The addition of McDonald’s presence to my daily life, however, is still a bummer, no glossing over it. But then, much of what’s happening at any given moment in this nation, and on this planet, is a bummer. All that most of us can do is keep trying to carve out spaces, physical and figurative, where the evil and the oppression and the repellant are held at bay, for a little while longer. Which, disappointingly for the community-minded, often means smaller and more personal spaces because shared spaces are shared with many people of different tastes and values, who have their rights however lamentable those tastes and values may be.

Notes: A “Save the Detroit Theater” campaign did make a brief, absolutely ineffective appearance, and as I recall McDonald’s had razed the old building and substituted one of its vile prefab drive-throughs before year’s end. On the other hand, its old building is now occupied by a health-food store, and I just recently observed that a local Detroit Road coffee shop has now seen two corporate challengers give up on a space across the street. So, realistically, the Lakewood “we” know and love probably is doomed, but it may at least go down swinging.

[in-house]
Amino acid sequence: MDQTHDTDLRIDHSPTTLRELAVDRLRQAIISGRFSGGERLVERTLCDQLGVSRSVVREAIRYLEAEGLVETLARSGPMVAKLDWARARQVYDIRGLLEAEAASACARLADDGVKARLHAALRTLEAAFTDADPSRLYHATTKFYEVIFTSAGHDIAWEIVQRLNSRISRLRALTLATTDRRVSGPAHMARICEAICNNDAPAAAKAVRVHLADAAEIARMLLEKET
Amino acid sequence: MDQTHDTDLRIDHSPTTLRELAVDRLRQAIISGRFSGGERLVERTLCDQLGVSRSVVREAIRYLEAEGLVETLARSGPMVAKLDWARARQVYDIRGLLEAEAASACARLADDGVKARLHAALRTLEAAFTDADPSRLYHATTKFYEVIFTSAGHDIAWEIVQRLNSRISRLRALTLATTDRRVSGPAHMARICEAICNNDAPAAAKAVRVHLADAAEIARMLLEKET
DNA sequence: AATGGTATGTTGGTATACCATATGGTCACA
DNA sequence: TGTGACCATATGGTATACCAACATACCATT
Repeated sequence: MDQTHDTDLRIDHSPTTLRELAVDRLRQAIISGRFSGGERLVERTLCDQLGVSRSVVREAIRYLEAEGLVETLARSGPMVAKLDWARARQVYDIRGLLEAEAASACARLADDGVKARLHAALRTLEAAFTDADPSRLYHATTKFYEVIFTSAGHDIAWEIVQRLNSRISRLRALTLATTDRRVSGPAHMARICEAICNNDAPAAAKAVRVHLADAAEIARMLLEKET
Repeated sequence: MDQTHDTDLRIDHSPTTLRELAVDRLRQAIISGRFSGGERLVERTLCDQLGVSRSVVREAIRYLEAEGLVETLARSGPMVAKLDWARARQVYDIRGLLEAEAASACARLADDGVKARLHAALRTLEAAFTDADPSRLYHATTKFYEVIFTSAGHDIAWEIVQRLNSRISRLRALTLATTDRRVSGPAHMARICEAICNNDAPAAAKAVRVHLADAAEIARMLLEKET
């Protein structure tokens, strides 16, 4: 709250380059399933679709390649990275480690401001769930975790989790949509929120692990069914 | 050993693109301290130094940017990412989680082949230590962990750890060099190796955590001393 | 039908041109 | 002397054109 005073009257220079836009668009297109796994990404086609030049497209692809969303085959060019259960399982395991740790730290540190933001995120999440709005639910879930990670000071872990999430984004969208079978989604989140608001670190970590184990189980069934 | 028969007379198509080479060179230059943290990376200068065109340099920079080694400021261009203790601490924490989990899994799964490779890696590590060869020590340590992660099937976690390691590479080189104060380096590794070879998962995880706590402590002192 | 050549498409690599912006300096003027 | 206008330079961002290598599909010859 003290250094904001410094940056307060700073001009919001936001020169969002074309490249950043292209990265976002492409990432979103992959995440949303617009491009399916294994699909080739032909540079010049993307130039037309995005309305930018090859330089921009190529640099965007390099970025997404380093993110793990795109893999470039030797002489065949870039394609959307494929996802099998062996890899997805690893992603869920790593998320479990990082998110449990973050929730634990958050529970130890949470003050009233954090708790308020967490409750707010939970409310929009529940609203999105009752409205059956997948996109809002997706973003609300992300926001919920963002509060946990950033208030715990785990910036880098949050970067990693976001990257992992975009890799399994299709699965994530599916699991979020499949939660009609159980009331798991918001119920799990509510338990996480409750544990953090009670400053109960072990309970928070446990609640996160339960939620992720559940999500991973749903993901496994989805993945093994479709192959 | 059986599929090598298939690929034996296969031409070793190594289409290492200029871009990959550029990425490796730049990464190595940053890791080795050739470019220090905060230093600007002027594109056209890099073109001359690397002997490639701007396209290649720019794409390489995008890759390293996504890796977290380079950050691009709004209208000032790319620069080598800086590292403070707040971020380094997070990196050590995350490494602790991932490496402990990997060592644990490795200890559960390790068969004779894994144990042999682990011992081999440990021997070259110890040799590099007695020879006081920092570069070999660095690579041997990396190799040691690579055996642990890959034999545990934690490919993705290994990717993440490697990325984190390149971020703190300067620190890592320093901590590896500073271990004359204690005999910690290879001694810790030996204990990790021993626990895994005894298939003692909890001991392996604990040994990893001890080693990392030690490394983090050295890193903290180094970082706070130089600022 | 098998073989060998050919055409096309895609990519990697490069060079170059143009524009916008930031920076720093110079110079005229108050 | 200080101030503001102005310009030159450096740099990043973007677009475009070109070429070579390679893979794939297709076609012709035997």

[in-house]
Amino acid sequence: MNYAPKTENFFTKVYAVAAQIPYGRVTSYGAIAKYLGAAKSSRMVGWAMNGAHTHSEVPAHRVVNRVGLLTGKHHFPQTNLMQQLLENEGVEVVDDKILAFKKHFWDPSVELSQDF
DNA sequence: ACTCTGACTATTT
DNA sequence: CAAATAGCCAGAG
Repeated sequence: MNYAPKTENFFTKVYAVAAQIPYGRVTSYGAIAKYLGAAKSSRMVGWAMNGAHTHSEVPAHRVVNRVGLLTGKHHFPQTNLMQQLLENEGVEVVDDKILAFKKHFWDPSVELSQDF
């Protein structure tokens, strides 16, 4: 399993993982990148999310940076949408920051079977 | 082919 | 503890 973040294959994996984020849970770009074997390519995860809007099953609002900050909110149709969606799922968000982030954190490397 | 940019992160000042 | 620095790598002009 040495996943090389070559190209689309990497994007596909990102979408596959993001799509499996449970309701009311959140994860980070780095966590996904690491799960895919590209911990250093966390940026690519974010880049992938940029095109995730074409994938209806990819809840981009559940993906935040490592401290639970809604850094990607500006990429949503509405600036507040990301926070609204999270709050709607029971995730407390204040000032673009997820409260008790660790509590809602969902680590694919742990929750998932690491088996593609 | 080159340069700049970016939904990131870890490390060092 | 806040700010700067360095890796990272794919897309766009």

* Hell, McDonald’s is now in the midst of a huge slump that just cost its CEO his job.

** Another difference: Lakewood Hospital actually is community property, literally, rather than in a non-binding figurative sense only like the old theater. Whether this will amount to more than a technical difference, um… I have my doubts.

Comments are closed.

Post Navigation